I like Dave's idea of using the Peco contacts. The contacts, like their solenoid motors, are free moving - they don't have over center prints or wipers to hold in position like a regular switch, or like an Atlas solenoid motor, because the over center spring to hold the points to one side is part of the turnout itself. So by rigging the Peco contacts to the throwbar, you gain the electrical contacts needed to operate signals or whatever, and still have the manual push the points control of the turnout, no additional electronics needed.

                             --Randy 

I'm not sure that I understand this idea at all. Would this involve drilling through the plywood layout surface?

Rich

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Posted by RR_Mel on Wednesday, October 23, 2019 4:45 PM

richhotrain

 

 
RR_Mel

Rick
 
How about a Caboose Hobbies Ground Throw with the SPDT switch?
 
 
Mel 

 

 

That would work of course, but the whole reason for installing Pecos was to to be able to take advantage of the spring loaded point rails, so that I can throw them with a flick of the finger.

 

Rich

 

Gotcha.
 
I really like the Peco Spring too.  I’ve converted several of my Atlas turnouts to the Peco spring type and use the Peco PL-10, much better than using the Atlas switch machines.
 
 
 
That means back to the Mel switch.
 
Mel
 
 
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Posted by rrinker on Wednesday, October 23, 2019 6:49 PM

richhotrain

 

 
rrinker

 I like Dave's idea of using the Peco contacts. The contacts, like their solenoid motors, are free moving - they don't have over center prints or wipers to hold in position like a regular switch, or like an Atlas solenoid motor, because the over center spring to hold the points to one side is part of the turnout itself. So by rigging the Peco contacts to the throwbar, you gain the electrical contacts needed to operate signals or whatever, and still have the manual push the points control of the turnout, no additional electronics needed.

                             --Randy 

 

 

I'm not sure that I understand this idea at all. Would this involve drilling through the plywood layout surface?

 

Rich

 

 Yes, you would have to clear a space below the turnout. The Peco motors and the contacts both are designed to hang off the bottom of the turnout under the throwbar. Depending on how thick the contacts are, you might get away with just clearing the space in the roadbed, unless you are laying the track right on the plywood. You'd need to clear space under the turnout for Mel's DIY method as well, but it's effectively the same thing.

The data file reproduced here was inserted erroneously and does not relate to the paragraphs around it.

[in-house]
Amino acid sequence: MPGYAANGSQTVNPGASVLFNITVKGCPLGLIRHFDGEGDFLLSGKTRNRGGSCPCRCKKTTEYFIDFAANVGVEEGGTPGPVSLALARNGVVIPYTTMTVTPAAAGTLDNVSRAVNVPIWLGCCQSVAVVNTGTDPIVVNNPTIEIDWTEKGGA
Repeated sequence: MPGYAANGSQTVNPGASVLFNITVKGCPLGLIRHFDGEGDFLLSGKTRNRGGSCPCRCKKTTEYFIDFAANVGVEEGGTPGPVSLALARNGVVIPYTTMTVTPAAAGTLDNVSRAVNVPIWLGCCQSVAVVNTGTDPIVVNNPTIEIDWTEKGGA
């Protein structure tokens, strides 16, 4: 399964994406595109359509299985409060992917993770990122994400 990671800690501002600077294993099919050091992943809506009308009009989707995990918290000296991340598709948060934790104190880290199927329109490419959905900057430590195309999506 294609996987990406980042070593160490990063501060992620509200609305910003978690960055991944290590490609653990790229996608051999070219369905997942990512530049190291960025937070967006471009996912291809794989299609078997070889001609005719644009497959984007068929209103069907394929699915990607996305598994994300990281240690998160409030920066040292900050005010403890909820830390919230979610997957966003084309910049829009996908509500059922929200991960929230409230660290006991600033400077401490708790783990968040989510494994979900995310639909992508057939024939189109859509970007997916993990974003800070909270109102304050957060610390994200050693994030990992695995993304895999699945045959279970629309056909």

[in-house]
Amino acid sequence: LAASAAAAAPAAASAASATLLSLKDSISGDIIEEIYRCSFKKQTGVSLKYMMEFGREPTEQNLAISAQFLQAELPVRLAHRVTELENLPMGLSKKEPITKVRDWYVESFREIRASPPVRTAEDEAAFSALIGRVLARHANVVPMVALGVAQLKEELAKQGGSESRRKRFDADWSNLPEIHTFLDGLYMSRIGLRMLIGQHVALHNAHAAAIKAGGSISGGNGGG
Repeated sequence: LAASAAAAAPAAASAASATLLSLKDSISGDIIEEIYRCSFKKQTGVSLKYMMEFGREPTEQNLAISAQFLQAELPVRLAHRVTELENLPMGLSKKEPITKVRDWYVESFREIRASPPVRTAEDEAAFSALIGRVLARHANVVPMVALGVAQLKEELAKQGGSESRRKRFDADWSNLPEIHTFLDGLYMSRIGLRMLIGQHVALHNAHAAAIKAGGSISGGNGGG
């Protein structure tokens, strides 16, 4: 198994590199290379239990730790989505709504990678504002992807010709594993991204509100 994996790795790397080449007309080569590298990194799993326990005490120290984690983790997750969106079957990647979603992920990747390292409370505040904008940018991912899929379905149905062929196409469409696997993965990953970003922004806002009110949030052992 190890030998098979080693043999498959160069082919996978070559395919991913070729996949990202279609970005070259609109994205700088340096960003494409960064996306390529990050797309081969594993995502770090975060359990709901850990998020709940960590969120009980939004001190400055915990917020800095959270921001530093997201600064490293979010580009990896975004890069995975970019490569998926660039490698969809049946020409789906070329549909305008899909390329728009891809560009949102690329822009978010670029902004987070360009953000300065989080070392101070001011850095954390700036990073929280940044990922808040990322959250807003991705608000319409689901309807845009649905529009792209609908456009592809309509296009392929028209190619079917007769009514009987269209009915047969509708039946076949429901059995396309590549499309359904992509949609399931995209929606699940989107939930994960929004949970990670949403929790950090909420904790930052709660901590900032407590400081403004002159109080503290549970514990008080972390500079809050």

Another way would be to combine the methods - a small protrusion down from the throwbar like the screw in Mel's example, impacting on a snap action switch laid on its side. I'm pretty sure you can get ones thin enough to fit within the thickness of cork roadbed. In one position, the lever of the switch would be released, and the normally clsoed contacts woudl be active. Flip the throwbar the other way, and the nub added to the bottom pushes the lever of the switch, closing the normally open contacts. Quick searching, I can find some that are 5mm thick, same as HO cork. There might be thinner ones out there.

                             --Randy


Modeling the Reading Railroad in the 1950's

 

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Posted by hon30critter on Thursday, October 24, 2019 1:02 AM

rrinker
I'm not sure that I understand this idea at all. Would this involve drilling through the plywood layout surface?   Rich    Yes, you would have to clear a space below the turnout. The Peco motors and the contacts both are designed to hang off the bottom of the turnout under the throwbar. Depending on how thick the contacts are, you might get away with just clearing the space in the roadbed, unless you are laying the track right on the plywood

Hi Randy and Rich,

This is pure speculation, but I wonder if either of the Peco switches could be mounted below the subroadbed with just a small hole required to make space for the rod that links the throw bar to the switch. The rod would have to be mounted securely in the hole in the switch so that it moves the contacts as the throw bar moves, but I don't see why the Peco switch has to be right tight to the bottom of the turnout.

Something that I would suggest is to mount the Peco switch on a larger piece of thicker styrene. With somewhat oversized holes in the styrene and washers on the mounting screws, the switch position could be easily adjusted to make it work properly.

Just an idea.

Dave

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Posted by richhotrain on Thursday, October 24, 2019 4:57 AM

On my last layout, I used Atlas Custom Line turnouts, powered by Tortoises. One of the internal switches on the Tortoise controlled the signal associated with that turnout. This system worked flawlessly.

On my new layout I decided to use Peco turnouts because the idea of a spring loaded turnout really appealed to me, and it eliminated the need for a Tortoise to control point rail movements. A significant advantage of this arrangement is the elimination of under layout turnout controls. No drilling, no laying on my back to install motorized devices.